After years of tenuous public health funding that has forced critical programs and services to the backburner, a new report out today offers guidance on how key investments in public health ought to be directed to improve U.S. health outcomes – or at least bring them up to par with healthier nations.
The Institute of Medicine report, For the Public’s Health: Investing in a Healthier Future, outlines key recommendations on how to more efficiently fund the nation’s public health system. The U.S. is a top spender when it comes to health care costs and at the bottom of the rung in health outcomes, including life expectancy and infant mortality.
“Spending has opportunity costs. It limits our ability to spend on proper programs and housing and engage all sectors of society to achieve better value” said Marthe R. Gold, chair of the IoM committee that produced the report and professor at City College of New York on a call with reporters.
Guidelines drawn up by the committee recommend that the U.S. develop new goals to be shared across the medical and public health industries for life-expectancy and per-person health spending. State and local health departments should cover a basic package of public health services to combat communicable disease, for example.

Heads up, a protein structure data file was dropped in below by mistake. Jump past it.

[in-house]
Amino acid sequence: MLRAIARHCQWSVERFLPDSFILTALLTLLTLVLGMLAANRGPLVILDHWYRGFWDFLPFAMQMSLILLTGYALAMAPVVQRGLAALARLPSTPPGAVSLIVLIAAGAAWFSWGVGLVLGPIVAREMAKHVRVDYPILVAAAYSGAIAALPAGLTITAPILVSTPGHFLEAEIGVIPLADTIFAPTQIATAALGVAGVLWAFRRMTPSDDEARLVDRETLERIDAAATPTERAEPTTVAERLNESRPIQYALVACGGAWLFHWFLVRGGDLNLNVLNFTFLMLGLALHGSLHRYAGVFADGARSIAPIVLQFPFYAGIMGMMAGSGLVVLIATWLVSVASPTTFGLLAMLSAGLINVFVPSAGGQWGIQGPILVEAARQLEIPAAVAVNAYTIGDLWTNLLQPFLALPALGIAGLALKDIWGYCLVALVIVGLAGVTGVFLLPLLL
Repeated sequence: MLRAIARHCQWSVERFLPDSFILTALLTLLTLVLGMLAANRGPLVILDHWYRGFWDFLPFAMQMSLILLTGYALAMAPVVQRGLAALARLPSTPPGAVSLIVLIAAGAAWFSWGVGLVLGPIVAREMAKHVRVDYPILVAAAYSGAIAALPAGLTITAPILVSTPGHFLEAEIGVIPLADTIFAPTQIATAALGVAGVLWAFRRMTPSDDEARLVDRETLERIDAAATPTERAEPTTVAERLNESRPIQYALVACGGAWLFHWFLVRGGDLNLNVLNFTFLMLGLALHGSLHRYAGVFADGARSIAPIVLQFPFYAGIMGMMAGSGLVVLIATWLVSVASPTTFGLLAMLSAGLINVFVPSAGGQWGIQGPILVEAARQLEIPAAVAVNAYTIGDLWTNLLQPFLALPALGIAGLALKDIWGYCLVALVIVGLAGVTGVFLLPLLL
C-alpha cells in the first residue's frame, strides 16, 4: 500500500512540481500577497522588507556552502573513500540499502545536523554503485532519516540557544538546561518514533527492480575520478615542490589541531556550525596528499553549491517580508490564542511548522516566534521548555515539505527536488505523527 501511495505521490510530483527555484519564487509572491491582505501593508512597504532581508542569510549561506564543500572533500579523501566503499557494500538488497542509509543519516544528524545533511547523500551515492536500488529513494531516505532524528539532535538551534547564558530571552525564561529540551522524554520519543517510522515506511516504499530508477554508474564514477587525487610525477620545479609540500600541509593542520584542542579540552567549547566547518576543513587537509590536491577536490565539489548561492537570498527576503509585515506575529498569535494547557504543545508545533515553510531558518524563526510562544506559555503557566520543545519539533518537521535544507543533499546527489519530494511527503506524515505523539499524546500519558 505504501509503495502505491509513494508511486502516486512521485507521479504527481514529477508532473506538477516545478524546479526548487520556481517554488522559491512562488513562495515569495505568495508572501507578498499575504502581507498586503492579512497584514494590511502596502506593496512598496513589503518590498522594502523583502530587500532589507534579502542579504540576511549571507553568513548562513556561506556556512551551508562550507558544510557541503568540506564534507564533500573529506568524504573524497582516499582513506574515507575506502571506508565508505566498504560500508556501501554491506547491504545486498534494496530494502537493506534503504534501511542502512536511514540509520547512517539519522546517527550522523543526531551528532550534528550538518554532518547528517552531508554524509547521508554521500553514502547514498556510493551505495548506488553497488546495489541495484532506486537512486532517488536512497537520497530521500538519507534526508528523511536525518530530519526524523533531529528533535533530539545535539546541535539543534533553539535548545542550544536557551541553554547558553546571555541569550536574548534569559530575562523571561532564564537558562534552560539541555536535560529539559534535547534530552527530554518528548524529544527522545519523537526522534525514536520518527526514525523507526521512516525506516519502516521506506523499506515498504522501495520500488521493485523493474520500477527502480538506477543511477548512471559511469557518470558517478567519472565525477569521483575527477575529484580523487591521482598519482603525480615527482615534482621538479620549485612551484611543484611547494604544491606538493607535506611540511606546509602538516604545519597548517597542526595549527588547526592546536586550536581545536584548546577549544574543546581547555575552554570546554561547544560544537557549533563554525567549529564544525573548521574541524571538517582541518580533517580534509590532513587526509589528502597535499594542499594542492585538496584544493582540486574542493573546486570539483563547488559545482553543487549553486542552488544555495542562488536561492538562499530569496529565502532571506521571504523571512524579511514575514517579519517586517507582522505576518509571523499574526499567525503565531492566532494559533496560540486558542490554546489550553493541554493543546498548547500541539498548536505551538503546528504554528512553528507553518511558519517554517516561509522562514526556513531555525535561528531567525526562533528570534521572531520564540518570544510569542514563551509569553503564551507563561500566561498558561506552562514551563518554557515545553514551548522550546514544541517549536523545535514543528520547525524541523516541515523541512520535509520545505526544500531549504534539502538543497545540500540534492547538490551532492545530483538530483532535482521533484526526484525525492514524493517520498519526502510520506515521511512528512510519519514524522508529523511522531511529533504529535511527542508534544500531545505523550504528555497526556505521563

Success largely hinges on a sustained federal investment in spending. Seen as a starting point to explore community needs and estimated costs, the report suggests the federal investment in public health be doubled — something that might be hard to come by at a time when public health has been a target for recent budget cuts. Funds, laid out in the report, could be raised by a tax on medical care services, much like the tobacco excise tax that was allocated for community-based tobacco control services.
“Given the tremendous need to contribute to global competitiveness… it’s an investment that we really can’t afford not to make,“ said George J. Isham, medical director and chief health officer at HealthPartners Inc.
The report also identifies areas within the public health system where existing resources could be more coordinated, specifically with clinical care.
“To enable public health to focus on population health needs, [the report] urges public health departments to work with the clinical care system to build better capacity to carry out those services, according to David Fleming, director and health officer of the Department of Public Health Seattle
Today’s report is the third in a series examining various aspects to strengthen the nation’s public health system. The other two focused on public health measurements and law policy. Read an article on health outcome measurements from the February 2011 issue of The Nation’s Health. The full report is available at www.iom.edu/phfunding.